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August 1st, 2016
Taken at Lake Louise, Alberta, Canada while hiking to the other end of the lake. The colour of the water, canoes and trees made for a nice composition.
Adobe Lightroom CS.
Sony Alpha NEX-7, Sony E PZ 18-200mm F3.5-6.3 OSS.
Photo Settings: 47mm, f/8, 1/125 second, ISO 200.
Map: 51.4121, 116.2332
June 1st, 2016
A friend of mine recommended I check out Hug Point on the Oregon Coast. I didn't make it in time to hike to the most popular spot so I made the most out of the beach near the parking area for sunset. I ended up getting some great shots!
Adobe Lightroom CC.
Canon EOS 6D, Canon EF 24-70mm f2.8L II USM.
February 24th, 2016
Although there is certainly a poetry to the world when it's alive and full of people, there is simply nothing that can possibly compare to that same world when no one else is around. It is stripped of the extraneous energy and second hand emotion that occurs when you're lost in a crowd (even if that crowd is small). You're seeing it raw… bare. It's an otherworldly experience to say the least.
Now add sunrise to the mix. That's the time when the earth itself wakes up. Shades of understated grey give way to hues of lilac, violet, and lemon that simply don't exist later in the day. It is the visual equivalent of listening to an orchestra tuning up just before the performance of a lifetime.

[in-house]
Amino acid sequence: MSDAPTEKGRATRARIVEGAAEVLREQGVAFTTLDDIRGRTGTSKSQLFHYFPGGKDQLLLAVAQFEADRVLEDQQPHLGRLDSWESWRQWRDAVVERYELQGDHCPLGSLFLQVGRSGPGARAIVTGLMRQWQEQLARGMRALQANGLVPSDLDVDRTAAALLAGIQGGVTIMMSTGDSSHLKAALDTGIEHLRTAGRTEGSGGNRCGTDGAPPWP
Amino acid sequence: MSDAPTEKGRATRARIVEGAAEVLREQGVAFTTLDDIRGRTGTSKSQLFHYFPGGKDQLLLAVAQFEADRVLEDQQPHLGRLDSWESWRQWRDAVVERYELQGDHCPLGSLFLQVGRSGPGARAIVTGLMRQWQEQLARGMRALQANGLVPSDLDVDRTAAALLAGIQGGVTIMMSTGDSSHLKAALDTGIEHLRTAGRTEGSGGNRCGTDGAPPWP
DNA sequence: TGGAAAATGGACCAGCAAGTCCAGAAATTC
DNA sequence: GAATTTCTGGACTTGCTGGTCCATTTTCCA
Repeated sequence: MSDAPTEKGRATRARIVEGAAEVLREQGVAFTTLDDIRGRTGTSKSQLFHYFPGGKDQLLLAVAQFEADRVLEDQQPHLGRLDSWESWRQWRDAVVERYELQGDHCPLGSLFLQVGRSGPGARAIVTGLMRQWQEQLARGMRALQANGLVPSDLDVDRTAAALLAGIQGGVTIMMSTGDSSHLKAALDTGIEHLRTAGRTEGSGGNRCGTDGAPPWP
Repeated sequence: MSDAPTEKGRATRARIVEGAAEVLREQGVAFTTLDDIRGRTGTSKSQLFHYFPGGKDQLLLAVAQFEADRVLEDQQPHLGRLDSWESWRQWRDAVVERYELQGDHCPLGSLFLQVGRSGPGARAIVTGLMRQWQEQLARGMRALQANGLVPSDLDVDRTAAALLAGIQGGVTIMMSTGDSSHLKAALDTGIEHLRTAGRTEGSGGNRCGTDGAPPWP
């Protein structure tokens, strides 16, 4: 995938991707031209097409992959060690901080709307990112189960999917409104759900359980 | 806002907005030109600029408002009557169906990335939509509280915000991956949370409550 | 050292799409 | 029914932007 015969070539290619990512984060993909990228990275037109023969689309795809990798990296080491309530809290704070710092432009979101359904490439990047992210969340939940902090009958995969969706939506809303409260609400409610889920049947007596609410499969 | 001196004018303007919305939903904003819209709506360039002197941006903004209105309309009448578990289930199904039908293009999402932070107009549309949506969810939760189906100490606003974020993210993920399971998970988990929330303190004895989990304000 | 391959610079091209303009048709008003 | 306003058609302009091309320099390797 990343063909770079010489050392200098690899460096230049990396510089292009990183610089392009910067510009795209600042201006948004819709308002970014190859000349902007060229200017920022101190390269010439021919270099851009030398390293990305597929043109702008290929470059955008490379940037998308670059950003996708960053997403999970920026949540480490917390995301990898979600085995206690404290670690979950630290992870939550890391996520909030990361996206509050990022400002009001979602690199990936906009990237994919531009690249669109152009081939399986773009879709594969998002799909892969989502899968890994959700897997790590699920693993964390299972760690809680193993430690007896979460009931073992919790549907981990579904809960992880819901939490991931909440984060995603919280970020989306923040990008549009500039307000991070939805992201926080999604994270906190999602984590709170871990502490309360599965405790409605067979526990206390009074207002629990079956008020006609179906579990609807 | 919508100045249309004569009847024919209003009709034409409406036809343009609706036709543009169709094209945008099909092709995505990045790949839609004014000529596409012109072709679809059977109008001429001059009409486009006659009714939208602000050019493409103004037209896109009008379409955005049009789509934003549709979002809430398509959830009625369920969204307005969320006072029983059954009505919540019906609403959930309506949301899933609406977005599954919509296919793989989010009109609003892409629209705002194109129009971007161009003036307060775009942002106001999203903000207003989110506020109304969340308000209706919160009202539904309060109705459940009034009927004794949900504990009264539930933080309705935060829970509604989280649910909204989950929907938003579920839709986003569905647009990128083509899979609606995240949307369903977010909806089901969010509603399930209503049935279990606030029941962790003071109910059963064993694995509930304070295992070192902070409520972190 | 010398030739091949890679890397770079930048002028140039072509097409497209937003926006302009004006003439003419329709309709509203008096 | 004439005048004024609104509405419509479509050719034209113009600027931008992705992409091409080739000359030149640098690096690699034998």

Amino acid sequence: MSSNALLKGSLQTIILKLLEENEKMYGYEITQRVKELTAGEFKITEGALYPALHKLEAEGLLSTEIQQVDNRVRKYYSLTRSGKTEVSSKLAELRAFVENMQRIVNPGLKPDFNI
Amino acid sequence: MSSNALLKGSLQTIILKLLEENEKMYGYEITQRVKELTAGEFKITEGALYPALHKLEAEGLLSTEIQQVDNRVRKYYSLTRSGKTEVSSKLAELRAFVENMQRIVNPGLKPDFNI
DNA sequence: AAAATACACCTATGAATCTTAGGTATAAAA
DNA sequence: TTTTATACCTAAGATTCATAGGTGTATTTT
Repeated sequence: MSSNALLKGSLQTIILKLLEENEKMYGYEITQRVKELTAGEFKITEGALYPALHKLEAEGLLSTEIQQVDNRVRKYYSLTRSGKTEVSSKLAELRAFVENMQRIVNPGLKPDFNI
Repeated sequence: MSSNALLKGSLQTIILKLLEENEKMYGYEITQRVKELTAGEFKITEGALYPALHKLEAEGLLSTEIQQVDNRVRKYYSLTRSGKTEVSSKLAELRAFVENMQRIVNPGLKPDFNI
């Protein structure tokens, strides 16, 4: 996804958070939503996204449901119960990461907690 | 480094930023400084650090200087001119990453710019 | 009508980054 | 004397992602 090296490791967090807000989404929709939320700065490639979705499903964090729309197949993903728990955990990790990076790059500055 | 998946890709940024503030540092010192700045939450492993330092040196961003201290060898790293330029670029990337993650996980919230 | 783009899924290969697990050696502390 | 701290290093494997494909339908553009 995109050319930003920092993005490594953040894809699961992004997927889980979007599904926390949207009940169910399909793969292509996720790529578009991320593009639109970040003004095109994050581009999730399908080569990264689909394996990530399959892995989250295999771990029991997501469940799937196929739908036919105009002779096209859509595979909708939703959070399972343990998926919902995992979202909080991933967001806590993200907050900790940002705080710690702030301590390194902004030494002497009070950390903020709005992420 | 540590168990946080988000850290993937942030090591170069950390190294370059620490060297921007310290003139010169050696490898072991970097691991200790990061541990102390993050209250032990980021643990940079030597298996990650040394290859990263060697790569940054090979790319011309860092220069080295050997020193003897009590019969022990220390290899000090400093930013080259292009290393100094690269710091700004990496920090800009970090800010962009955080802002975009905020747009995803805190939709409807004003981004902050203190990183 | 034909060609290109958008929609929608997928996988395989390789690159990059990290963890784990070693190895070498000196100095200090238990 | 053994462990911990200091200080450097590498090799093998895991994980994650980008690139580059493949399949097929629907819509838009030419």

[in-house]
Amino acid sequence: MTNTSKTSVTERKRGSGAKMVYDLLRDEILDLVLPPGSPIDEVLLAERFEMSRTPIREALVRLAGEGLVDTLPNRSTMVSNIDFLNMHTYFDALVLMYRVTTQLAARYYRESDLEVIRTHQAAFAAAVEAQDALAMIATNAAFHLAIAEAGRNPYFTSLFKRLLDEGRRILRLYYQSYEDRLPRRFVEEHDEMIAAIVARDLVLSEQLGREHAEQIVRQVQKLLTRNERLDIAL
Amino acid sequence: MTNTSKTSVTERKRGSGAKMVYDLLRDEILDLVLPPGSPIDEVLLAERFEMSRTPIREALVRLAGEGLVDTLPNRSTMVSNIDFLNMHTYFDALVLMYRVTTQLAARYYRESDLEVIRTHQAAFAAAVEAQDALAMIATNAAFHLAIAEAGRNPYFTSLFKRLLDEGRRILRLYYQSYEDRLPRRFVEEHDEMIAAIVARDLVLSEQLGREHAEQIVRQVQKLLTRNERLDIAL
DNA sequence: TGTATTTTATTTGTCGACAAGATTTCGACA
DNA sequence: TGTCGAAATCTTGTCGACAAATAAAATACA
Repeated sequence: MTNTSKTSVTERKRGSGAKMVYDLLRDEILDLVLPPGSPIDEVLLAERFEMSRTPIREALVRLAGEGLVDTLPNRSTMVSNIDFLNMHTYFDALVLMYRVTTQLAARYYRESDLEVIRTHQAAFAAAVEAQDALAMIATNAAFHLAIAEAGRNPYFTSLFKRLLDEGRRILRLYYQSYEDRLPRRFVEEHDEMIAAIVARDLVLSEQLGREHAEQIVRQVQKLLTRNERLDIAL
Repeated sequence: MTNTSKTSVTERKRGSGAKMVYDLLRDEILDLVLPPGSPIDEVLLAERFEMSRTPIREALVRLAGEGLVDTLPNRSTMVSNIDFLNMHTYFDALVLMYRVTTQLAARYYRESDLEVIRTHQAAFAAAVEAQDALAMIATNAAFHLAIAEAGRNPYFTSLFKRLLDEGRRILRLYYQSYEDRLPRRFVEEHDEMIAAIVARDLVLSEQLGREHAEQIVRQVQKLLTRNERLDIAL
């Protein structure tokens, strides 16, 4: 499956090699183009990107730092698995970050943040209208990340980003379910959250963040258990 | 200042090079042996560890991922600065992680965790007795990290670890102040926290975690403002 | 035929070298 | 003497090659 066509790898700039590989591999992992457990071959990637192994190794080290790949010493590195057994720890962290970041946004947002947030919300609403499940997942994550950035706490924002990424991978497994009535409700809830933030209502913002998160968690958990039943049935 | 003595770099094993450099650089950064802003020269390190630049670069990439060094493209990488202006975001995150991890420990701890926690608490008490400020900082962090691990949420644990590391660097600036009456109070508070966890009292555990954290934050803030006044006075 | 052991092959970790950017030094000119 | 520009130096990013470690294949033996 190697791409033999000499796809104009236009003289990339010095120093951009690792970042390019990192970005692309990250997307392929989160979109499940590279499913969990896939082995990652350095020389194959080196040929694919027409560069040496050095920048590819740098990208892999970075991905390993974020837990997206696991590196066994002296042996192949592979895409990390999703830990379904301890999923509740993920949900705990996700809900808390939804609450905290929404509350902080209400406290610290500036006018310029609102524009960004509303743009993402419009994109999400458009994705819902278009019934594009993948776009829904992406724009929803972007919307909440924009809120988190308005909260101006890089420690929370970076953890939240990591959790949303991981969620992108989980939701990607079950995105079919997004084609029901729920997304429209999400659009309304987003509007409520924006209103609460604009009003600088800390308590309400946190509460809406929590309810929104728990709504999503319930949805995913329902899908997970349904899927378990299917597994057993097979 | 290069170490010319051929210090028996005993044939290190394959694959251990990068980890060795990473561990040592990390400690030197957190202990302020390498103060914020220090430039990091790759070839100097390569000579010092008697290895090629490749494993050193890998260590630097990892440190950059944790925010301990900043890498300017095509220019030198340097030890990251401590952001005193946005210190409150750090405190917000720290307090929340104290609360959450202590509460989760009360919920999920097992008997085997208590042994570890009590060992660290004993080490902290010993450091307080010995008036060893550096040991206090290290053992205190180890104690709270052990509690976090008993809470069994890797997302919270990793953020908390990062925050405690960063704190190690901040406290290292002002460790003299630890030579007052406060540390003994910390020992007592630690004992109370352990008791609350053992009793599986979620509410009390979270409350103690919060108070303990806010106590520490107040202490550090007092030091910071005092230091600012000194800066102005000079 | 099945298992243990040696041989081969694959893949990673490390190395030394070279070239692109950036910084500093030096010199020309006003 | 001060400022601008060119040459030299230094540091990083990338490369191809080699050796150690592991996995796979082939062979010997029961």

This shot features a private boathouse along the main river of Perth. (If you've visited the area, you may know it well!)
At sunrise on this crisp winter morning, it appeared wise… knowing. A loan witness to this beautiful world at this extraordinary time of day, there at the end of that simple, weathered pier.
Camera: GX617; Film: Velvia 50 Slide; Scan: Heidelberg Tango; Post-processing: None.
February 11th, 2016
Planetary nebulae like the Helix are sculpted late in a Sun-like star's life by a torrential gush of gases escaping from the dying star. They have nothing to do with planet formation, but got their name because they look like planetary disks when viewed through a small telescope. With higher magnification, the classic "donut-hole" in the middle of a planetary nebula can be resolved. Based on the nebula's distance of 650 light-years, its angular size corresponds to a huge ring with a diameter of nearly 3 light-years. That's approximately three-quarters of the distance between our Sun and the nearest star.
The Helix Nebula is a popular target of amateur astronomers and can be seen with binoculars as a ghostly, greenish cloud in the constellation Aquarius. Larger amateur telescopes can resolve the ring-shaped nebula, but only the largest ground-based telescopes can resolve the radial streaks. After careful analysis, astronomers concluded the nebula really isn't a bubble, but is a cylinder that happens to be pointed toward Earth.